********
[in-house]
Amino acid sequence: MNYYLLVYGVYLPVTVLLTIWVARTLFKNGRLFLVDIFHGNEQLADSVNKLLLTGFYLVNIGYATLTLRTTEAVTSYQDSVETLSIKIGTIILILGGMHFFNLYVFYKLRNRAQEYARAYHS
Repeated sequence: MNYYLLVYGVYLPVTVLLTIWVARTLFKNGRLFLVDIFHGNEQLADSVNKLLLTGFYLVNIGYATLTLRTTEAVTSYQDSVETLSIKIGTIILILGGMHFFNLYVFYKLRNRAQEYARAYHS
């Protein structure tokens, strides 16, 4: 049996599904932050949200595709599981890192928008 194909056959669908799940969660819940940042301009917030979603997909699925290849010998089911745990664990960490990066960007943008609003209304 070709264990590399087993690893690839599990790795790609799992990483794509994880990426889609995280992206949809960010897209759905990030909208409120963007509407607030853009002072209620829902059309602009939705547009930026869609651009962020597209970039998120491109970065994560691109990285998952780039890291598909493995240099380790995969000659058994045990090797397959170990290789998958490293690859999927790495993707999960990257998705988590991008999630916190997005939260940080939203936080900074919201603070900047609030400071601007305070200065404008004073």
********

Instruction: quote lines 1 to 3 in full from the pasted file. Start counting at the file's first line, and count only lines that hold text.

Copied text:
[in-house]
Amino acid sequence: MNYYLLVYGVYLPVTVLLTIWVARTLFKNGRLFLVDIFHGNEQLADSVNKLLLTGFYLVNIGYATLTLRTTEAVTSYQDSVETLSIKIGTIILILGGMHFFNLYVFYKLRNRAQEYARAYHS
Repeated sequence: MNYYLLVYGVYLPVTVLLTIWVARTLFKNGRLFLVDIFHGNEQLADSVNKLLLTGFYLVNIGYATLTLRTTEAVTSYQDSVETLSIKIGTIILILGGMHFFNLYVFYKLRNRAQEYARAYHS